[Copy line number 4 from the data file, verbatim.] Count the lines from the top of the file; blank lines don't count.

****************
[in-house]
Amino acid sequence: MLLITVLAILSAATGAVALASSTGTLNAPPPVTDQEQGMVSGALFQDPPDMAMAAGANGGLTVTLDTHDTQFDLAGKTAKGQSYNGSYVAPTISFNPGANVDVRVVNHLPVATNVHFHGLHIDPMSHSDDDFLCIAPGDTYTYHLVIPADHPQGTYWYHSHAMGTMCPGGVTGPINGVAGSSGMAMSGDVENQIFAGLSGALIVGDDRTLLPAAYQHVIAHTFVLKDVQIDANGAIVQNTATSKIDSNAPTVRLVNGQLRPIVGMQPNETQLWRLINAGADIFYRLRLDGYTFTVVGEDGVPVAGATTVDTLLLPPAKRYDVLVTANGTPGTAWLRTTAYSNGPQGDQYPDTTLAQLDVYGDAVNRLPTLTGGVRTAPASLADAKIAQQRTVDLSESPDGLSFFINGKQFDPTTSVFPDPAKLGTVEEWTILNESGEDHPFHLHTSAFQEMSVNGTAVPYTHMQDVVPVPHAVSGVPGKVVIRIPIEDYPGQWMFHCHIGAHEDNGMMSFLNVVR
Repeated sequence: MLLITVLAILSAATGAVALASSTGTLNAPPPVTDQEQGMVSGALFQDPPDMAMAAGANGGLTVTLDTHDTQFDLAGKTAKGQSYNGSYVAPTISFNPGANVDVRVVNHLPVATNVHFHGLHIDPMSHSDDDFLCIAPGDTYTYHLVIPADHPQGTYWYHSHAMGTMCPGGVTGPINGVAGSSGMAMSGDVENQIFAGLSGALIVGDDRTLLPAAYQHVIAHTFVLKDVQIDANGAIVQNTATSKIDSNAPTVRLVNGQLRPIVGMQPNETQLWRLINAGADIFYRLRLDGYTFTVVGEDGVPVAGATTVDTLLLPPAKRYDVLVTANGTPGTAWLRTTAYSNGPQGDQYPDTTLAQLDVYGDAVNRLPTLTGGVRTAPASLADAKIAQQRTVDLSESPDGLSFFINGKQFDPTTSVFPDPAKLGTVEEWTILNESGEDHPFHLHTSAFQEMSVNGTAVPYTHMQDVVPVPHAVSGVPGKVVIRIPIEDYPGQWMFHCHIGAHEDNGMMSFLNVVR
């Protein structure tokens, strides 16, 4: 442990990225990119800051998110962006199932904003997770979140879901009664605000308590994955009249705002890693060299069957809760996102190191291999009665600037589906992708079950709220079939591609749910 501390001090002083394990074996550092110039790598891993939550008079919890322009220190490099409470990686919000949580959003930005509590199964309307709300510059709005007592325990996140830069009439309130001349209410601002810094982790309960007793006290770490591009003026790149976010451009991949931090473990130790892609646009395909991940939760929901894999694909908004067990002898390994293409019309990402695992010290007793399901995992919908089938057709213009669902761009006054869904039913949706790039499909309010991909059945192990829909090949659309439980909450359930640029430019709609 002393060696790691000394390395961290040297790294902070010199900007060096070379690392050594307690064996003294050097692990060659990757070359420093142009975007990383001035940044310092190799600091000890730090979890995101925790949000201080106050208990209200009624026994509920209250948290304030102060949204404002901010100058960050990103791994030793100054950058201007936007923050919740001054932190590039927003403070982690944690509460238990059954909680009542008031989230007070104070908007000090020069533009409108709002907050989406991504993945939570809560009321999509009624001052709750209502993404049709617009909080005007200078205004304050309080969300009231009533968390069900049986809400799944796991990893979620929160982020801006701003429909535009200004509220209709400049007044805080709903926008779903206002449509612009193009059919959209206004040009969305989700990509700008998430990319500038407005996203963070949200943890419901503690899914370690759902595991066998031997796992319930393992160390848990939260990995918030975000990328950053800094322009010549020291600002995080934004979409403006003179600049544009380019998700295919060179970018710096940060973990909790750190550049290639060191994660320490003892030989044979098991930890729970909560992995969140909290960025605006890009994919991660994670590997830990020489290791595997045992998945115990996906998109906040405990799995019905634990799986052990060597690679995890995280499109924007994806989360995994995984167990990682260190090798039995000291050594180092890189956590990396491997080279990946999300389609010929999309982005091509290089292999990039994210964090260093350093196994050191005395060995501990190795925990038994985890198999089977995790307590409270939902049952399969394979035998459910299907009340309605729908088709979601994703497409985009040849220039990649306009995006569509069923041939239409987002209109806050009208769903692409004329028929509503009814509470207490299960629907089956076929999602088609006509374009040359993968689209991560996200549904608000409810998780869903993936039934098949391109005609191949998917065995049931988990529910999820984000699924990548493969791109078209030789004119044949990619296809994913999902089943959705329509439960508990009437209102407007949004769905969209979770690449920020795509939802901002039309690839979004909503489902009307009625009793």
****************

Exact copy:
């Protein structure tokens, strides 16, 4: 442990990225990119800051998110962006199932904003997770979140879901009664605000308590994955009249705002890693060299069957809760996102190191291999009665600037589906992708079950709220079939591609749910 501390001090002083394990074996550092110039790598891993939550008079919890322009220190490099409470990686919000949580959003930005509590199964309307709300510059709005007592325990996140830069009439309130001349209410601002810094982790309960007793006290770490591009003026790149976010451009991949931090473990130790892609646009395909991940939760929901894999694909908004067990002898390994293409019309990402695992010290007793399901995992919908089938057709213009669902761009006054869904039913949706790039499909309010991909059945192990829909090949659309439980909450359930640029430019709609 002393060696790691000394390395961290040297790294902070010199900007060096070379690392050594307690064996003294050097692990060659990757070359420093142009975007990383001035940044310092190799600091000890730090979890995101925790949000201080106050208990209200009624026994509920209250948290304030102060949204404002901010100058960050990103791994030793100054950058201007936007923050919740001054932190590039927003403070982690944690509460238990059954909680009542008031989230007070104070908007000090020069533009409108709002907050989406991504993945939570809560009321999509009624001052709750209502993404049709617009909080005007200078205004304050309080969300009231009533968390069900049986809400799944796991990893979620929160982020801006701003429909535009200004509220209709400049007044805080709903926008779903206002449509612009193009059919959209206004040009969305989700990509700008998430990319500038407005996203963070949200943890419901503690899914370690759902595991066998031997796992319930393992160390848990939260990995918030975000990328950053800094322009010549020291600002995080934004979409403006003179600049544009380019998700295919060179970018710096940060973990909790750190550049290639060191994660320490003892030989044979098991930890729970909560992995969140909290960025605006890009994919991660994670590997830990020489290791595997045992998945115990996906998109906040405990799995019905634990799986052990060597690679995890995280499109924007994806989360995994995984167990990682260190090798039995000291050594180092890189956590990396491997080279990946999300389609010929999309982005091509290089292999990039994210964090260093350093196994050191005395060995501990190795925990038994985890198999089977995790307590409270939902049952399969394979035998459910299907009340309605729908088709979601994703497409985009040849220039990649306009995006569509069923041939239409987002209109806050009208769903692409004329028929509503009814509470207490299960629907089956076929999602088609006509374009040359993968689209991560996200549904608000409810998780869903993936039934098949391109005609191949998917065995049931988990529910999820984000699924990548493969791109078209030789004119044949990619296809994913999902089943959705329509439960508990009437209102407007949004769905969209979770690449920020795509939802901002039309690839979004909503489902009307009625009793």